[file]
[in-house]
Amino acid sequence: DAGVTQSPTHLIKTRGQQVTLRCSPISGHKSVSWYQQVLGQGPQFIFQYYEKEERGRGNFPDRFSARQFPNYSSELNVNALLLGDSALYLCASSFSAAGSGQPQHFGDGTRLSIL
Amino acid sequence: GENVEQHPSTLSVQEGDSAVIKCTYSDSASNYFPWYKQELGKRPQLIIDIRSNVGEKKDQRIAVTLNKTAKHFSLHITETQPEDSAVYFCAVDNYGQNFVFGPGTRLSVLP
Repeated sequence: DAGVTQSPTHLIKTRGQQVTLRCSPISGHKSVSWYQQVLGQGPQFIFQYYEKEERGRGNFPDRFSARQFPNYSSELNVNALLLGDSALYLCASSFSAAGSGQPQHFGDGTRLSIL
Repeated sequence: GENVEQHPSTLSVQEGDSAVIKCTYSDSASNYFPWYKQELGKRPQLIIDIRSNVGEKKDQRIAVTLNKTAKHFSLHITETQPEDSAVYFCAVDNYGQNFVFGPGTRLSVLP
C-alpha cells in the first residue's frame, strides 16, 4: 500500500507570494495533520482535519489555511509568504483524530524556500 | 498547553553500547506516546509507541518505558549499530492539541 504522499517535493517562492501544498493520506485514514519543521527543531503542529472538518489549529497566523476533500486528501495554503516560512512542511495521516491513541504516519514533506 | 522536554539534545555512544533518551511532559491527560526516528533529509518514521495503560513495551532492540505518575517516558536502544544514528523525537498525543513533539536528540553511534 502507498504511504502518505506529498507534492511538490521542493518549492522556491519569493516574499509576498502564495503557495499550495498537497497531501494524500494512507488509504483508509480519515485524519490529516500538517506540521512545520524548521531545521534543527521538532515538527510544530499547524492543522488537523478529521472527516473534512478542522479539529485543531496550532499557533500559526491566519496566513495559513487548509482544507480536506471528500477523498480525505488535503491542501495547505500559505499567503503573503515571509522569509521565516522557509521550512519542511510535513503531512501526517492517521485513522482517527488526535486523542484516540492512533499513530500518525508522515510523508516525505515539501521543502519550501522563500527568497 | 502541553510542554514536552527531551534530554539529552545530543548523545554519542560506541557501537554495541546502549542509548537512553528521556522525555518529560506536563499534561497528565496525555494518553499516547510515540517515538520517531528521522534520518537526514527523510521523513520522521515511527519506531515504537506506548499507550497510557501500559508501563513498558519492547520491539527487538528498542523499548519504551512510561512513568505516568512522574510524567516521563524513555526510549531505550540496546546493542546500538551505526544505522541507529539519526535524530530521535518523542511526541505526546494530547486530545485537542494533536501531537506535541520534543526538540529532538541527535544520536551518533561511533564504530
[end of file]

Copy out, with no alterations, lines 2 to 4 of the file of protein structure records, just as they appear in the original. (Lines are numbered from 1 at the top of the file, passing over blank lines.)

Amino acid sequence: DAGVTQSPTHLIKTRGQQVTLRCSPISGHKSVSWYQQVLGQGPQFIFQYYEKEERGRGNFPDRFSARQFPNYSSELNVNALLLGDSALYLCASSFSAAGSGQPQHFGDGTRLSIL
Amino acid sequence: GENVEQHPSTLSVQEGDSAVIKCTYSDSASNYFPWYKQELGKRPQLIIDIRSNVGEKKDQRIAVTLNKTAKHFSLHITETQPEDSAVYFCAVDNYGQNFVFGPGTRLSVLP
Repeated sequence: DAGVTQSPTHLIKTRGQQVTLRCSPISGHKSVSWYQQVLGQGPQFIFQYYEKEERGRGNFPDRFSARQFPNYSSELNVNALLLGDSALYLCASSFSAAGSGQPQHFGDGTRLSIL